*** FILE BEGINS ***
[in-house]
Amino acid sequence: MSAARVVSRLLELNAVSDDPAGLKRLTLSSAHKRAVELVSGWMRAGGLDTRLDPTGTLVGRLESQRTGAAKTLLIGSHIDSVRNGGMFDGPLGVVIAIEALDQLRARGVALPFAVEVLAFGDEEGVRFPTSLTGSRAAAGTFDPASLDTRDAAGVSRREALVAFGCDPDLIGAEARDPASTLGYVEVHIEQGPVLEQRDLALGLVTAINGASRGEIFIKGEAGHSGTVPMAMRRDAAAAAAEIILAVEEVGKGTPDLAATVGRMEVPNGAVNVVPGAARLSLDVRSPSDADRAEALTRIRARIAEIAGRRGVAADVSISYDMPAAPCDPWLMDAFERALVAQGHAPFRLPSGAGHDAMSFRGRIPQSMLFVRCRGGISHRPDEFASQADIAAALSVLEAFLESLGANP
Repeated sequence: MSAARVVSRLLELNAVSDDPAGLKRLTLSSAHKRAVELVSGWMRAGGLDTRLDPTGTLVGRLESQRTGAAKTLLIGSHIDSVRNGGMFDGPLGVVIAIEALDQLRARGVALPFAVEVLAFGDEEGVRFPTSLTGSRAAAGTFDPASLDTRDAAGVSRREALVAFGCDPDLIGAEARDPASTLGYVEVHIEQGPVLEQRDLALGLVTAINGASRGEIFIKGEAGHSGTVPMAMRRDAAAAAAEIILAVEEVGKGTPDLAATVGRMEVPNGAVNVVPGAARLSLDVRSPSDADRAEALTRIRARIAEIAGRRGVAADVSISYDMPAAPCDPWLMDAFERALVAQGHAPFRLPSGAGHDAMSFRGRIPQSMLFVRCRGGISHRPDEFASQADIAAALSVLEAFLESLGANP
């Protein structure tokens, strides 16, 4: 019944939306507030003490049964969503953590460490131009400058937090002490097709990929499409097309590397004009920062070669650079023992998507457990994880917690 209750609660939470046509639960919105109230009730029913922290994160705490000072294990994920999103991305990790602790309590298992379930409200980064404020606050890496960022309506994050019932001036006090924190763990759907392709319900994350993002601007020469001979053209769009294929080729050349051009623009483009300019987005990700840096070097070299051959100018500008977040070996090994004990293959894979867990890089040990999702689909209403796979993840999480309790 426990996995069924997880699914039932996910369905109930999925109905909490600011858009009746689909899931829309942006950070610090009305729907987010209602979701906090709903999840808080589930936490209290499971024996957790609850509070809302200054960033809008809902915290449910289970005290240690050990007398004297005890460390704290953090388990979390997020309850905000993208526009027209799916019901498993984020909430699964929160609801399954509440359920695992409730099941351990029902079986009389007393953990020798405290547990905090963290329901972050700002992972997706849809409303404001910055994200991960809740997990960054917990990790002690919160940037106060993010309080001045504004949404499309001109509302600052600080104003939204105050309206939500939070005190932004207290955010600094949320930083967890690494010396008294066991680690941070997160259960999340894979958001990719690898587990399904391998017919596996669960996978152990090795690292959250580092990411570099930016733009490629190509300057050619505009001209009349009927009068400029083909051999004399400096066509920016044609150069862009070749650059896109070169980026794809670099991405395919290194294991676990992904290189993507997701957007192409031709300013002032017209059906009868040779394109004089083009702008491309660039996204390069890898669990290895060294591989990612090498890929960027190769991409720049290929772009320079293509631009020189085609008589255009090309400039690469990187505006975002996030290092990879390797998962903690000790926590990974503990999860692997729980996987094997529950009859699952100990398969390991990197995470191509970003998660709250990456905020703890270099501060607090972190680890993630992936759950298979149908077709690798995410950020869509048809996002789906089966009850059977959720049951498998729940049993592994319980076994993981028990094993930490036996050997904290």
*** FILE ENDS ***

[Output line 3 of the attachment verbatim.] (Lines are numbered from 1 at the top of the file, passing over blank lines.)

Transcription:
Repeated sequence: MSAARVVSRLLELNAVSDDPAGLKRLTLSSAHKRAVELVSGWMRAGGLDTRLDPTGTLVGRLESQRTGAAKTLLIGSHIDSVRNGGMFDGPLGVVIAIEALDQLRARGVALPFAVEVLAFGDEEGVRFPTSLTGSRAAAGTFDPASLDTRDAAGVSRREALVAFGCDPDLIGAEARDPASTLGYVEVHIEQGPVLEQRDLALGLVTAINGASRGEIFIKGEAGHSGTVPMAMRRDAAAAAAEIILAVEEVGKGTPDLAATVGRMEVPNGAVNVVPGAARLSLDVRSPSDADRAEALTRIRARIAEIAGRRGVAADVSISYDMPAAPCDPWLMDAFERALVAQGHAPFRLPSGAGHDAMSFRGRIPQSMLFVRCRGGISHRPDEFASQADIAAALSVLEAFLESLGANP